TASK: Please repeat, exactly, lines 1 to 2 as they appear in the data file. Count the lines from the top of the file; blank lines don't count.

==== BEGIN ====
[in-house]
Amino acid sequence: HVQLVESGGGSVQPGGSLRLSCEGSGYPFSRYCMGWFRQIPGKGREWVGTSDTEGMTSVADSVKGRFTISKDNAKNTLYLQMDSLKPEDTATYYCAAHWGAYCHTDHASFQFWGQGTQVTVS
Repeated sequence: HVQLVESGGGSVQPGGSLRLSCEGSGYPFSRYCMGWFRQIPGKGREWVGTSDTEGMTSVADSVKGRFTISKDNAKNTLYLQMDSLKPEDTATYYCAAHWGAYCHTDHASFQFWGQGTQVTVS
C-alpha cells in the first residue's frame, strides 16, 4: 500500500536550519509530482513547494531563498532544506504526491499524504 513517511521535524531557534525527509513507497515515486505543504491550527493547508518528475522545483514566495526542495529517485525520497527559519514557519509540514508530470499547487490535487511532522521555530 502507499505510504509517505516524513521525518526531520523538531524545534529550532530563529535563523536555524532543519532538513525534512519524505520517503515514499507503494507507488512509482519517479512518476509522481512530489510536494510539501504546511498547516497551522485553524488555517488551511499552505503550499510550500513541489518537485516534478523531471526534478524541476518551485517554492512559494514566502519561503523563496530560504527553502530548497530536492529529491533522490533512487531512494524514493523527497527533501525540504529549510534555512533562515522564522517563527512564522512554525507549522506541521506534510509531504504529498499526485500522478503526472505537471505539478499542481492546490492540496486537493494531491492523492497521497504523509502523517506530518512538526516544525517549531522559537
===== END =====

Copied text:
[in-house]
Amino acid sequence: HVQLVESGGGSVQPGGSLRLSCEGSGYPFSRYCMGWFRQIPGKGREWVGTSDTEGMTSVADSVKGRFTISKDNAKNTLYLQMDSLKPEDTATYYCAAHWGAYCHTDHASFQFWGQGTQVTVS